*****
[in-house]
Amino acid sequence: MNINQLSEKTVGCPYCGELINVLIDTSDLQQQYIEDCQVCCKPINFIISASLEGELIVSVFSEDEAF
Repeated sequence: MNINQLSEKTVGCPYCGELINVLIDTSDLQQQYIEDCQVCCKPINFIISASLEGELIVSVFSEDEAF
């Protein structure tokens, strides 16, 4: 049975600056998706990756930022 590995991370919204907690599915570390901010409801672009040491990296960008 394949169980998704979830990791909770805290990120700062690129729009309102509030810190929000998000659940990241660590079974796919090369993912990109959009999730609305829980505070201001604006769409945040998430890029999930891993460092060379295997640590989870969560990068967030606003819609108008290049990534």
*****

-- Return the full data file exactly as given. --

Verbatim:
[in-house]
Amino acid sequence: MNINQLSEKTVGCPYCGELINVLIDTSDLQQQYIEDCQVCCKPINFIISASLEGELIVSVFSEDEAF
Repeated sequence: MNINQLSEKTVGCPYCGELINVLIDTSDLQQQYIEDCQVCCKPINFIISASLEGELIVSVFSEDEAF
């Protein structure tokens, strides 16, 4: 049975600056998706990756930022 590995991370919204907690599915570390901010409801672009040491990296960008 394949169980998704979830990791909770805290990120700062690129729009309102509030810190929000998000659940990241660590079974796919090369993912990109959009999730609305829980505070201001604006769409945040998430890029999930891993460092060379295997640590989870969560990068967030606003819609108008290049990534």